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The wine industry is clearly ahead of the curve in terms of seeking solutions to climate change, but presentations at the recent Climate Change Leadership summit in Portugal make it clear that further innovation by actors all along the wine industry value chain will be required to address the problem, according to Rabobank’s latest global Wine Quarterly.

The report says the summit looked at the growing impact on wine from specific elements relating to climate change – including drought, hail, early frosts and wild fire – as well as focusing on ways the industry could reduce greenhouse gases and manage water more efficiently.

Rabobank senior wine and horticulture analyst Hayden Higgins (pictured) said one of the key takeaways from the summit was the importance of understanding wine’s carbon foot print across the whole supply chain, given the data at the conference showed a vineyard only accounts for around 34 per cent of wine’s total greenhouse gas emissions, compared to 38 percent for packaging.

“Accordingly, packaging was one of the major sustainability issues covered at the event, with several presentations delving into packaging innovations such as the use of lighter glass wine bottles and cork closures,” he said.

Higgins said many of the topics discussed at the summit had strong relevance for New Zealand wine producers. “New Zealand wine producers will have been closely watching developments from the summit given the local industry’s focus on broader sustainability challenges including understanding the impacts of climate change. With New Zealand wine companies exporting a significant volume of wine in glass bottles, the sessions on advances in packaging are likely to have been of particular interest,” he said.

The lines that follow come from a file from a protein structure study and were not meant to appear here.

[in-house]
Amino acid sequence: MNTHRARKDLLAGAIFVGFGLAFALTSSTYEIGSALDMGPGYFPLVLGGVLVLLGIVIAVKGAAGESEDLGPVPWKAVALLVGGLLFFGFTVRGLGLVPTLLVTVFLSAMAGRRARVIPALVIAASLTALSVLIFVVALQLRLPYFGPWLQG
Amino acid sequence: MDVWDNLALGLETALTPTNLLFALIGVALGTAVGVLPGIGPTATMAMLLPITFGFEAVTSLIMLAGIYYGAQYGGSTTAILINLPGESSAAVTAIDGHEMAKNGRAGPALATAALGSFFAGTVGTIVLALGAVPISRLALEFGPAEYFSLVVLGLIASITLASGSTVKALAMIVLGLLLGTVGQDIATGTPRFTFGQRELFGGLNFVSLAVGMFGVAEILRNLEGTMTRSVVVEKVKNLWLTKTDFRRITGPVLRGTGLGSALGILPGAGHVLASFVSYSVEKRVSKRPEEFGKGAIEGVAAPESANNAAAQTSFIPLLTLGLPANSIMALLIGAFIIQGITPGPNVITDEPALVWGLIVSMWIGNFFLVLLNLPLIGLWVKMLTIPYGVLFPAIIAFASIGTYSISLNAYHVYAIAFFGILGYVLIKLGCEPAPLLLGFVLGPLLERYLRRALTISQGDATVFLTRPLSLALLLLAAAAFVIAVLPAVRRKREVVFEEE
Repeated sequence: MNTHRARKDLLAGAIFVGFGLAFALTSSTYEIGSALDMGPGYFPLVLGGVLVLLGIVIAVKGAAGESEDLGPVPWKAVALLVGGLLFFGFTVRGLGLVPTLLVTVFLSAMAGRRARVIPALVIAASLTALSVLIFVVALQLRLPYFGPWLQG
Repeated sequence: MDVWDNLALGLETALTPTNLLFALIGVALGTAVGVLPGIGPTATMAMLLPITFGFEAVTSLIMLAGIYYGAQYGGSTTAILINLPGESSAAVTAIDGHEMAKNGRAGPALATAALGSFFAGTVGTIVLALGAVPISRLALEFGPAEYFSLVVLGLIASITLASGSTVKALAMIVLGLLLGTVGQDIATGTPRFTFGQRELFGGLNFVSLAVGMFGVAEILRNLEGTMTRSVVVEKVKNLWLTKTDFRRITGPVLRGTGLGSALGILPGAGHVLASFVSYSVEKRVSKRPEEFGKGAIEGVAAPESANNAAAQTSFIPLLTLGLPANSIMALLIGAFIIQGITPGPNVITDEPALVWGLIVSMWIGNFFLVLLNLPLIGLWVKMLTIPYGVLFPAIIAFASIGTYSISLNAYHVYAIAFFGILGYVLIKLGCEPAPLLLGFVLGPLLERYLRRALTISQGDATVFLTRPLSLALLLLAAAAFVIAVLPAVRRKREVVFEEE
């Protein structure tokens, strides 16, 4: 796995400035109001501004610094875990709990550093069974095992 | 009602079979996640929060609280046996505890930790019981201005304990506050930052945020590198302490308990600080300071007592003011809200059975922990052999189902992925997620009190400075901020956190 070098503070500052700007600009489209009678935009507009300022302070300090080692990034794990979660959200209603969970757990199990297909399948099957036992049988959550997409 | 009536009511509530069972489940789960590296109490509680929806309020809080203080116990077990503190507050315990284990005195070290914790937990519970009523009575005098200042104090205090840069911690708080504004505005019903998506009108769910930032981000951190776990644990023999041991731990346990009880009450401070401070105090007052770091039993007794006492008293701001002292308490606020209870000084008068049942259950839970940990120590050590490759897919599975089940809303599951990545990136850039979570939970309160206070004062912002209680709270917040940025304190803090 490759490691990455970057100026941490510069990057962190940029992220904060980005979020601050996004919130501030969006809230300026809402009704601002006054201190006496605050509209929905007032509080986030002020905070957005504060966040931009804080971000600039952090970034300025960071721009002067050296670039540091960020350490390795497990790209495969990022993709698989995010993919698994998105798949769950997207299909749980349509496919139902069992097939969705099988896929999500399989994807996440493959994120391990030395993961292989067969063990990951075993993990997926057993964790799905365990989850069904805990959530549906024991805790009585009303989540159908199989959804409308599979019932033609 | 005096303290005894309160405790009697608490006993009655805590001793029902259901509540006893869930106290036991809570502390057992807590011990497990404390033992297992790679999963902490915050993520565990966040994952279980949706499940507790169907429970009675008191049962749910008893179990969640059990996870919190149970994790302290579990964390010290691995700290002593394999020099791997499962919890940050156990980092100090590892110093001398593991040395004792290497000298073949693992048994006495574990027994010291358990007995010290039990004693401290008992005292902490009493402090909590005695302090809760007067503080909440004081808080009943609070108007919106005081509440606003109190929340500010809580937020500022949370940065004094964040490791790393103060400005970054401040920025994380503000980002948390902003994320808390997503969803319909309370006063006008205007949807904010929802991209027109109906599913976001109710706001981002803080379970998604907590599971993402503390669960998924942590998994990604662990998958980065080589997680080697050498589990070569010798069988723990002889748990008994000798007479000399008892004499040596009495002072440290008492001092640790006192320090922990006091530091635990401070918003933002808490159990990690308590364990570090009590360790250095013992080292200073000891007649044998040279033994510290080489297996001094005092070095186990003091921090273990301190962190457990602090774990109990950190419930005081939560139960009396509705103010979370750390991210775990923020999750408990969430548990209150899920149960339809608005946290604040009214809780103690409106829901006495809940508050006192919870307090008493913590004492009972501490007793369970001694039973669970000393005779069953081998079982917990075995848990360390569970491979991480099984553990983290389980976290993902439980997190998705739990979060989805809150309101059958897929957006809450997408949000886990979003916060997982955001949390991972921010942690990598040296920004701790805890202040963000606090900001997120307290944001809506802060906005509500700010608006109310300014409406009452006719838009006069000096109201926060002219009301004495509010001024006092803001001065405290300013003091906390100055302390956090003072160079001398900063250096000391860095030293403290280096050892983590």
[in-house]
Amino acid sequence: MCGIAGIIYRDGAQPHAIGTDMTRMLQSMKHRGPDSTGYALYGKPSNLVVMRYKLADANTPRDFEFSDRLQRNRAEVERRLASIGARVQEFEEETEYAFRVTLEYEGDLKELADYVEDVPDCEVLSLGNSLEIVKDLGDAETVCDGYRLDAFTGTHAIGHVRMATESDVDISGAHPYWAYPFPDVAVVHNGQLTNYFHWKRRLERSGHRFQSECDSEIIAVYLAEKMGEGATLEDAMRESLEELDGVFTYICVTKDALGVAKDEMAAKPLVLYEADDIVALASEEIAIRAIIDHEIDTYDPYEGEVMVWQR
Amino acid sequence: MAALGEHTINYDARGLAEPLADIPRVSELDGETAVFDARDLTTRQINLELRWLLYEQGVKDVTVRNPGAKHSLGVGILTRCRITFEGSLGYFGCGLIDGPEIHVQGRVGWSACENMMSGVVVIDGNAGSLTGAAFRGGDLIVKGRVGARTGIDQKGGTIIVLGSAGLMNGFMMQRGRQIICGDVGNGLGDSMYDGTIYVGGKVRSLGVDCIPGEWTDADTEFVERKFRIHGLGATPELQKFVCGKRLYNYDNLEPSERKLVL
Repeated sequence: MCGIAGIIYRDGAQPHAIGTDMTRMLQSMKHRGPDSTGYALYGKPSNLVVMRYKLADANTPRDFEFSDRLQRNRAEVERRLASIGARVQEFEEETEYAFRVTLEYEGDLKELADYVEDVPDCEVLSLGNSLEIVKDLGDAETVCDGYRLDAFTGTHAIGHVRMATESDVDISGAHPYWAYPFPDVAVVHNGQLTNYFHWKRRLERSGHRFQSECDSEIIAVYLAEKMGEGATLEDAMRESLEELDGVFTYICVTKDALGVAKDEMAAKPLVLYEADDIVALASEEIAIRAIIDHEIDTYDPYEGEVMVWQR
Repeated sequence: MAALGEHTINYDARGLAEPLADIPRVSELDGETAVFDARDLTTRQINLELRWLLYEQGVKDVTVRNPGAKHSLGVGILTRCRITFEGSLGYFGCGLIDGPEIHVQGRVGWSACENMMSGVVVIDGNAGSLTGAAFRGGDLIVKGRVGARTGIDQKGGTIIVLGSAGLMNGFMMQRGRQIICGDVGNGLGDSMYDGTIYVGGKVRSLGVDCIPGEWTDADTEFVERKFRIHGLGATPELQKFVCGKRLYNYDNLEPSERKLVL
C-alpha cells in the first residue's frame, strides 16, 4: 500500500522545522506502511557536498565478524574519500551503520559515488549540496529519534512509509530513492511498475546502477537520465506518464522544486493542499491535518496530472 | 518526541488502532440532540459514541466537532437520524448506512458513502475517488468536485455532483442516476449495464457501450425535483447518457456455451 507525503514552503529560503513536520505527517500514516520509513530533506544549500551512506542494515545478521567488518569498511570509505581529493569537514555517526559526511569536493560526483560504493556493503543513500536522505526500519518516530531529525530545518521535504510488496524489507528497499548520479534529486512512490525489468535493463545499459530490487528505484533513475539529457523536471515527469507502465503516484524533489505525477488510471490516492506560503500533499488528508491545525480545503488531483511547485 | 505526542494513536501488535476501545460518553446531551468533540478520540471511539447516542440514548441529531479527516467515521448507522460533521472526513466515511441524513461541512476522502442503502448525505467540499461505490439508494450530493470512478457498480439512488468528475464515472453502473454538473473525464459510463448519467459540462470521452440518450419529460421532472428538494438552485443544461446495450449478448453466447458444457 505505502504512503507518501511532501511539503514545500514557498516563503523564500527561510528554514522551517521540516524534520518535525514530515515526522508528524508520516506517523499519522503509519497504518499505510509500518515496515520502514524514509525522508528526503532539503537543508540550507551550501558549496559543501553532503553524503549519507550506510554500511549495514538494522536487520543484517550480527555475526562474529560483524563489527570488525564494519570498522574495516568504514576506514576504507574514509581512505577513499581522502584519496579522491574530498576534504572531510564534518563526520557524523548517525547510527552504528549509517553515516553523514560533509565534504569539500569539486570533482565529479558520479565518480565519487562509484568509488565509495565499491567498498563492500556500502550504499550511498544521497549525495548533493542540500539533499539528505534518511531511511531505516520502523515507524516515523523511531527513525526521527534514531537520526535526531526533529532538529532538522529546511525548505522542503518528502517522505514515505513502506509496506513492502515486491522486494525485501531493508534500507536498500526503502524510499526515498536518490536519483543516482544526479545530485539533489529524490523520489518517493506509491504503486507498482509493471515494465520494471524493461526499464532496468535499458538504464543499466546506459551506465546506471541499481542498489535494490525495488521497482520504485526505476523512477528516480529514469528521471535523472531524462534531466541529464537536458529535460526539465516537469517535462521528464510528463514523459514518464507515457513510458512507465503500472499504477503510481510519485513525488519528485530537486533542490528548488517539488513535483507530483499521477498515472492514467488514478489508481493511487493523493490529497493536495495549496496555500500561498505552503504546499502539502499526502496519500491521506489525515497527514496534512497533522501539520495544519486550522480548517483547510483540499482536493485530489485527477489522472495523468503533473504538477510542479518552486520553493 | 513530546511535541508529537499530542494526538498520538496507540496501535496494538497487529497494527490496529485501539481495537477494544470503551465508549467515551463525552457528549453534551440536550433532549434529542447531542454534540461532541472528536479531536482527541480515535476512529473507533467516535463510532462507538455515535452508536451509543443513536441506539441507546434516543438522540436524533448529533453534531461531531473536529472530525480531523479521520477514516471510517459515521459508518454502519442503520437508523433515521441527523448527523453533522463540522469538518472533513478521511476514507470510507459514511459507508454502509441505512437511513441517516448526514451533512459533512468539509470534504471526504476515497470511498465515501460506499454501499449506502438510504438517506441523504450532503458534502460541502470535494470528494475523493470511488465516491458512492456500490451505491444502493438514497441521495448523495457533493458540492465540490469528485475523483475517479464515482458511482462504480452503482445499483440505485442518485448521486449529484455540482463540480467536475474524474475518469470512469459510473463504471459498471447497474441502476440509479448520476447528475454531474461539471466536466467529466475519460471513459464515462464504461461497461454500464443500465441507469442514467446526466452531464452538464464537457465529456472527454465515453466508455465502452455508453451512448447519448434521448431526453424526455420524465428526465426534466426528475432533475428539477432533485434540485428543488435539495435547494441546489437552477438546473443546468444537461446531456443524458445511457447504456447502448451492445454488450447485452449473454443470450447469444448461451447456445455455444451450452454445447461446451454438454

Meanwhile grape volumes for the 2019 harvest seem to be coming in lower than initially anticipated in several key wine producing regions but supply remains abundant in Argentina.

This situation, according to the report, is seeing the market become more heterogeneous with scarcity affecting specific products and qualities. “International prices for Argentinean wine are still declining while expectations of a smaller crop in Chile are triggering some price increases for varietal prices for the country. And in Europe, prices for generic whites from Italy remain soft while organic and similar wines are highly sought after,” Mr Higgins said.

New Zealand

In the 12 months to January 2019,  the report says, New Zealand wine exports continued steady, yet modest, upwards movement by volume and value compared to the year prior. Higgins said shipments to the UK and select European countries were above the average, with shipments to the UK lifting by five percent as importers increased inventory prior to the expected Brexit.

“Year-on-year for the month of December, UK imports of NZ wine increased by 32 percent, largely as a result of increased wine sales in bulk format,” he said. “This has carried on into January 2019, but dropped off in February 2019.  Overall total export value for the period experienced only a modest lift, in local currency terms.”  

Glenn Baker

Glenn is a professional writer/editor with 50-plus years’ experience across radio, television and magazine publishing.


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